Khan speaks from his hospital bed. Photograph: Getty Images

Samira Shackle is a freelance journalist, who tweets @samirashackle. She was formerly a staff writer for the New Statesman.

Charlie Leight/Getty
Show Hide image

Following Donald Trump in New Hampshire

It would be easy to dismiss the 69-year-old property mogul - but Trump is impossible to ignore.

Donald Trump doesn’t miss a beat. When a man in the front row of a packed school auditorium shouted, “We don’t want a scripted president,” he bellowed straight back, “No you don’t! And you don’t want a politically correct president,” a comment that sent the thousand-strong audience into a raucous standing ovation.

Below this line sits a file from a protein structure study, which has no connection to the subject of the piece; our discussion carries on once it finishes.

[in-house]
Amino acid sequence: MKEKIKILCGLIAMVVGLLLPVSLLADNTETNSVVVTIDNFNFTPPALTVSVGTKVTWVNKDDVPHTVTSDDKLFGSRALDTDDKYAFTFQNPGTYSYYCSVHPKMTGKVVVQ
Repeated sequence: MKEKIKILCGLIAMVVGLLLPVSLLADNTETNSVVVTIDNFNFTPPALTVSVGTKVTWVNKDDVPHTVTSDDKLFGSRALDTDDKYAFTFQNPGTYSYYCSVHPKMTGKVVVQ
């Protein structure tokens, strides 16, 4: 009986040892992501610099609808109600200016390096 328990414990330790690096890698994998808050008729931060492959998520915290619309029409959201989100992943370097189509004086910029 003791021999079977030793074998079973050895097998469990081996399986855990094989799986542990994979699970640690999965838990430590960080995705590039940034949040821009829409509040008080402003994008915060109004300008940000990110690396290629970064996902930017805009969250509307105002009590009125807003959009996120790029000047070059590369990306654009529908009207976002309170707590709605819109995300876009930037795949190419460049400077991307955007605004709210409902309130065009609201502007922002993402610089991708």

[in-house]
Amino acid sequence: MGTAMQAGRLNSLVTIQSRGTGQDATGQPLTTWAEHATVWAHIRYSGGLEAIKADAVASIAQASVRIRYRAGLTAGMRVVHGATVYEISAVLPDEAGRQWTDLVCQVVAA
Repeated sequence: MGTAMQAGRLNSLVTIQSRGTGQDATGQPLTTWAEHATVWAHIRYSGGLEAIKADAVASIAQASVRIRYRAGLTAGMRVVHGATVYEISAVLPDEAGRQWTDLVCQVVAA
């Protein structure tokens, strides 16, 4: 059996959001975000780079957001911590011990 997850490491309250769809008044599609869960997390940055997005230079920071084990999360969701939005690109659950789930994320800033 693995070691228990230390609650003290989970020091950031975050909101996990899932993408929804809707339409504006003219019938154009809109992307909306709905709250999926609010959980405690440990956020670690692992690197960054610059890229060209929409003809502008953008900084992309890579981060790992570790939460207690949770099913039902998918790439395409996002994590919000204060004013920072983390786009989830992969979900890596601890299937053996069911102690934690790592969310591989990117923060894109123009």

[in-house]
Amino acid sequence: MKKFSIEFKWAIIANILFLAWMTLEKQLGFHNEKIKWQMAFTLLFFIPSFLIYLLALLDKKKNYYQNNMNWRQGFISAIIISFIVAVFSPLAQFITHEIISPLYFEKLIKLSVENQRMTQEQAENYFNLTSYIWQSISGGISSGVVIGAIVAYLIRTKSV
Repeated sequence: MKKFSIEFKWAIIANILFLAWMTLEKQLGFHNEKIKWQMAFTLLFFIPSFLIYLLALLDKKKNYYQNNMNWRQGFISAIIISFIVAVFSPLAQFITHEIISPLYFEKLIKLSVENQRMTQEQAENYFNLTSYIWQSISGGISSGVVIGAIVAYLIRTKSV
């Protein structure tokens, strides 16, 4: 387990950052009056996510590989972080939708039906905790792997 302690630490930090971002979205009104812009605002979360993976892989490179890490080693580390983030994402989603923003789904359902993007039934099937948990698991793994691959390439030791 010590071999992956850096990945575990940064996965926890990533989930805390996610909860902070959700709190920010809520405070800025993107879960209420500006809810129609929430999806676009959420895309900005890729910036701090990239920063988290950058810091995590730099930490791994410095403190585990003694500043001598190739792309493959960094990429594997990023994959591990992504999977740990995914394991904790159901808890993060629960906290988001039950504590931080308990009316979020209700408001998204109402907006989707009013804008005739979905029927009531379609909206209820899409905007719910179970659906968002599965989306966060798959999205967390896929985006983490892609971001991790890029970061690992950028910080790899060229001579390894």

It was classic Trump: a move aimed at underlining his credentials as a populist, anti-politics insurgent. For bemused outsiders, his stump speech on 14 August at Winnacunnet High School in the tidy New Hampshire town of Hampton offered fresh insights into the methods by which Donald Trump has successfully hijacked the Republican race for the White House.

It would be easy to dismiss the 69-year-old property mogul. Trump’s campaign is powered by little more than personality and wealth. His pitch features few policies beyond building a giant wall along the Mexican border and putting his business associates in positions where they can strike better deals than the current administration. His campaign shtick resembles nothing so much as a stand-up comedy show. On Iraq: “It isn’t even a country. It’s a bunch of corrupt people.” On oil: “Iran, Isis, everybody has it but us.” And on China: “You hear that sucking sound? You know what that means . . . jobs, money.”